Card 16 – The Crumbling Cliff

Weakened by the interminable pounding of the sea, the high cliffs crack and fall into the ocean below. What once seemed lofty and insurmountable – almost permanent – is brought low in a spectacular display of destructive power.

This card suggests the breaking down of old structures to make way for the new. It speaks of a loss of stability, a sudden event which destroys trust. The sense of the card is loss – of control, certainty, money and security. 

Inverted: When reversed, the card speaks of oppression; the continuance of an untenable situation. The card indicates an inability to effect necessary change.


A Note on the Artwork

In compiling the Insmouth Tarot Deck the resources of the Miskatonic University Folklore Field Unit were more than equal to the task, with expertise in literature, anthropology, psychology, philosophy and history; however, the project required more than just the compilation of culled information from various sources – it needed artists to bring the symbolic imagery to life. To that end we looked around for a local, Arkham-based source for our illustrations.

Headed by our artistic director Patricia Swanton, we discovered the Miskatonic Freedom Art Society, a charitable organisation based out of West Church in Main Street, Arkham. This is a mental health initiative which provides free art therapy classes for all those needing the counselling strategies such treatment provides, or just simply seeking mindfulness exercises to help control stress, depression, or anxiety–based dysfunctions. With the help of the staff of this outreach centre, we quickly found a core group of amateur artists willing to take on the challenge of interpreting the images for our tarot deck.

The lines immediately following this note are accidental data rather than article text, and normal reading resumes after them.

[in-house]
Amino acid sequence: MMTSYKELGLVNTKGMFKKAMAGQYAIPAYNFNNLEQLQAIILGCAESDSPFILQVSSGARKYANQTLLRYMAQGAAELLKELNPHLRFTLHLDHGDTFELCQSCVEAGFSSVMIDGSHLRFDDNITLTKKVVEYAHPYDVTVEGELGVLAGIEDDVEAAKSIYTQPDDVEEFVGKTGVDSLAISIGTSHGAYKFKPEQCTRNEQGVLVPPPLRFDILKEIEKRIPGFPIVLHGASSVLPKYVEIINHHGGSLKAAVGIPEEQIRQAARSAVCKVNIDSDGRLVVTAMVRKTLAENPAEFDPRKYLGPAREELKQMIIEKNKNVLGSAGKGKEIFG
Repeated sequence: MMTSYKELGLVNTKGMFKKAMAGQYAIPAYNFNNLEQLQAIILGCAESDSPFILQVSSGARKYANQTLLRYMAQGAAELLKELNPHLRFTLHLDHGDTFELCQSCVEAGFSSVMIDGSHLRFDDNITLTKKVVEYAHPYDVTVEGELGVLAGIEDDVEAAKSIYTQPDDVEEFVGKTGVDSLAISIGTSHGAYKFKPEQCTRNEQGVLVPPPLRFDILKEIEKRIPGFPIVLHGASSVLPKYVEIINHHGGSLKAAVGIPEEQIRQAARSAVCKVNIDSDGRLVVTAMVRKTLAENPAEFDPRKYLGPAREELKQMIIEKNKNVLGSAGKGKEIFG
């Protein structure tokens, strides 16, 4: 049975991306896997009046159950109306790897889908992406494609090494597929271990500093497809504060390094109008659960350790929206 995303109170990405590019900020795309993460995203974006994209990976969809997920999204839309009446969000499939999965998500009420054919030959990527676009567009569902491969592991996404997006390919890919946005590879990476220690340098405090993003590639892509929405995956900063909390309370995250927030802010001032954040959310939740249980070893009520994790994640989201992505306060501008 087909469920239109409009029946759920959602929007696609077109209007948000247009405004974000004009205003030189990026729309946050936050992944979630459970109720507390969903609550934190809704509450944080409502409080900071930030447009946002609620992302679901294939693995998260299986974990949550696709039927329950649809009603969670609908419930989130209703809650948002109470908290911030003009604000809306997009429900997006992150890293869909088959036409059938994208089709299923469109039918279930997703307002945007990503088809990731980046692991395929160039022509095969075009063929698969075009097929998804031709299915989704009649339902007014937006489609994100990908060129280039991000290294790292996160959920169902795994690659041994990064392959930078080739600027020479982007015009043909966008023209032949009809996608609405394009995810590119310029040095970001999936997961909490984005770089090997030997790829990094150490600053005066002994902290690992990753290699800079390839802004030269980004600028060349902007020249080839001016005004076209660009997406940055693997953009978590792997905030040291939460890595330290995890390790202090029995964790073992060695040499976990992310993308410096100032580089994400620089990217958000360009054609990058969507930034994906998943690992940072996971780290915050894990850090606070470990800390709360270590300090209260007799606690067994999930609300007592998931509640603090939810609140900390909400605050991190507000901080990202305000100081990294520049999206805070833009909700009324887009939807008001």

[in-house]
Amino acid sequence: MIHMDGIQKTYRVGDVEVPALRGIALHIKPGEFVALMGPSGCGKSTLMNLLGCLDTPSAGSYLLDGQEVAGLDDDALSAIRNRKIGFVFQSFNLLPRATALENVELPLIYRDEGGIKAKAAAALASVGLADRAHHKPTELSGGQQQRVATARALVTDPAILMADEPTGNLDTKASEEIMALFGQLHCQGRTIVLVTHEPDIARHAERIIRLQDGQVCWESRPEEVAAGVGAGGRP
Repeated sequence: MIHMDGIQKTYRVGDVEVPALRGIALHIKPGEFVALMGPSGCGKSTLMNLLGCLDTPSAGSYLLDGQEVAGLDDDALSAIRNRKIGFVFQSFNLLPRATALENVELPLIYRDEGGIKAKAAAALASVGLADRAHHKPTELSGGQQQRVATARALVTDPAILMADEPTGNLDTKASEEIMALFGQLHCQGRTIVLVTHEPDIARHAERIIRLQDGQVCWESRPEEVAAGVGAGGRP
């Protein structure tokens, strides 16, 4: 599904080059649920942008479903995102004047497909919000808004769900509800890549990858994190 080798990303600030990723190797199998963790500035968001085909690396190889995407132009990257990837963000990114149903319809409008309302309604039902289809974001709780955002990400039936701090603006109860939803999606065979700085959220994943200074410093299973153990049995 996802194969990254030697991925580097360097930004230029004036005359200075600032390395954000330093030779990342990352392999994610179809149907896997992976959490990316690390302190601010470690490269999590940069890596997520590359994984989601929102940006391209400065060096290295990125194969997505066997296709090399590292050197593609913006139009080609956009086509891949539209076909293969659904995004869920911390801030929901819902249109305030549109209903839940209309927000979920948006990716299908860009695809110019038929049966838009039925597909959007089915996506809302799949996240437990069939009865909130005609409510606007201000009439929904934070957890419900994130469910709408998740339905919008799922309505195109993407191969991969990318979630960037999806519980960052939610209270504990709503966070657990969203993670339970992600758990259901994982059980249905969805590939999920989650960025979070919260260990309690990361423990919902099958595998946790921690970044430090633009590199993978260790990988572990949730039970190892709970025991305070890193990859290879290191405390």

Says Patricia: “The creatures and concepts found in the mythology often have a pleasing radial symmetry which makes them perfect material for a design-centred aesthetic to come to grips with. In a sense, these creatures are no more bizarre than the gryphons or sphinxes, say, of Classical Greek legends.”

We held weekly sessions with our artists, discussing the various cards and their symbolic aspects. At the end of each month we judged the best images presented, thus inspiring a friendly spirit of competition among the illustrators. The winning sketches were scanned, coloured and augmented by our in-house art team and prepared for publication. I’m sure you’ll agree that we’ve managed to distil a striking bunch of visuals from our combined efforts!

To Be Continued...